Goodyear Tire & Rubber Co. reported a 43 percent surge in second-quarter earnings Thursday, helped by a 24 percent revenue increase.
But Chairman and CEO Richard J. Kramer expressed caution Thursday about its core North American market, however.
"These results will be difficult to repeat in the second half because of increasing raw material cost challenges and uncertain economic conditions," he said.
Goodyear is the biggest tire maker in North America and the third biggest in the world.
Its shares dropped $1.24, or 7.2 percent, to close Thursday at $15.93.
The Akron-based company said its net income rose to $40 million, or 16 cents per share, in the three months ending June 30 from $28 million, or 11 cents per share, a year ago.
Excluding one-time charges, the company earned 65 cents per share. That beat Wall Street's average estimate of 25 cents per share, according to a survey of analysts by FactSet. Analysts typically exclude one-time items from estimates.
Revenue rose to $5.6 billion from $4.5 billion a year earlier. Analysts had forecast $5.2 billion in revenue.
An improved price-mix helped Goodyear overcome a 2 percent decline in the number of tires sold, reflecting weaker automotive industry production, particularly in North America.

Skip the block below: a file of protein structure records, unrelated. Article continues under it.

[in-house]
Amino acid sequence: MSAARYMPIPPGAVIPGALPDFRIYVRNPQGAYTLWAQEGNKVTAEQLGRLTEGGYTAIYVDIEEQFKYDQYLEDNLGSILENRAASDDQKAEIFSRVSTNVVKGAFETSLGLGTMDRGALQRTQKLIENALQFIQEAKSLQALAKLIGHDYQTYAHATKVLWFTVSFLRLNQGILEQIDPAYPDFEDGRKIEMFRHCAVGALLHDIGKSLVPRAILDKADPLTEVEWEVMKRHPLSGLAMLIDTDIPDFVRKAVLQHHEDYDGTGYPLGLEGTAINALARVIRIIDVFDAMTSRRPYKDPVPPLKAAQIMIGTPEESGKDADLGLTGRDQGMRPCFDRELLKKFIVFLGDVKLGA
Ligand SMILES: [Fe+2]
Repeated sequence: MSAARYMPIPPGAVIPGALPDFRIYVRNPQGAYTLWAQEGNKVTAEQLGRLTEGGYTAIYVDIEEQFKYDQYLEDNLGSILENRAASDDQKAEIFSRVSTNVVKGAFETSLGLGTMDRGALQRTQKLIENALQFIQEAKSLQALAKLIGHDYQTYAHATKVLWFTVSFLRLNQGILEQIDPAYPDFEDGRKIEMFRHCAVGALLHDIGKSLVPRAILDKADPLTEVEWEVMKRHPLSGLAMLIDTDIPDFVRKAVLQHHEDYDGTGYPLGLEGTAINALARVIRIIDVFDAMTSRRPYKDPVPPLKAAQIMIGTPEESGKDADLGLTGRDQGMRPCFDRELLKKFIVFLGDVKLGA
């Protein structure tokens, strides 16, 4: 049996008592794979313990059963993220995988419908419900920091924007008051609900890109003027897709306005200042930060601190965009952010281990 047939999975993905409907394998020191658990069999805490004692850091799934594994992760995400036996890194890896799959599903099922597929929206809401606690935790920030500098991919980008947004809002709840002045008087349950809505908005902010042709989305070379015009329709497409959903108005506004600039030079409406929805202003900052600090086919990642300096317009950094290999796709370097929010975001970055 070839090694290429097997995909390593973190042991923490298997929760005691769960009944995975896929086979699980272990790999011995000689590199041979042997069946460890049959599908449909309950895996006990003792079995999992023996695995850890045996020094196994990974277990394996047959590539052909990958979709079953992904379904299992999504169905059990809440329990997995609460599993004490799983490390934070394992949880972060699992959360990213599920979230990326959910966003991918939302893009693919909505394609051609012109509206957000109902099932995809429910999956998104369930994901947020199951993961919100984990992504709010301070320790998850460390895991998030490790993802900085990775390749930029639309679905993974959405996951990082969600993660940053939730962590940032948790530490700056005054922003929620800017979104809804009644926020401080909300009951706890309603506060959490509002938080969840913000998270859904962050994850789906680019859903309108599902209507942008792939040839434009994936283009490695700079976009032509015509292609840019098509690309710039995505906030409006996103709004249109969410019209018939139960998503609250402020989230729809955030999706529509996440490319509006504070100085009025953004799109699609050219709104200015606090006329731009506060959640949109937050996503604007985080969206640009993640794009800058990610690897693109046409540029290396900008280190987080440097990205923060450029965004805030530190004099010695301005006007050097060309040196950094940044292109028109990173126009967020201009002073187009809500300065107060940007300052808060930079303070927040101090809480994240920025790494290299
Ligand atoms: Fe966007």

North American sales increased 18 percent to $2.4 billion, a second-quarter record, and reflected stronger sales of high-end tires. Revenue per tire was up 20 percent.
The number of original equipment tires sold to automakers dropped 9 percent in North America and 10 percent in the Asia-Pacific region, reflecting the impact of the tsunami in Japan.
Sales for the first quarter had been helped as retailers built up inventories in advance of any price increase amid rising raw material costs.
U.S. auto production fell 2.0 percent in June, after declines in May and April. U.S. automakers have had trouble getting component parts out of Japan in the months after the March 11 earthquakes and tsunami.
The company said in part because of "a reduced outlook" for the sales of replacement tires in the United States, it expects that the number of tires sold for the year "will increase at the lower end of its previously announced range of 3 percent to 5 percent."
In North America, it said the company said the consumer replacement industry will be flat to up 2 percent, while it will rise between 4 percent and 6 percent in Europe.
Goodyear said it also expects its raw material costs for the remainder of 2011 will increase more than 30 percent compared with the prior year.
For the first six months of the year, Goodyear earned $143 million, or 57 cents per share, on revenue of $11 billion compared with a January-June 2010 loss of $19 million, or 8 cents per share, on revenue of $8.8 billion.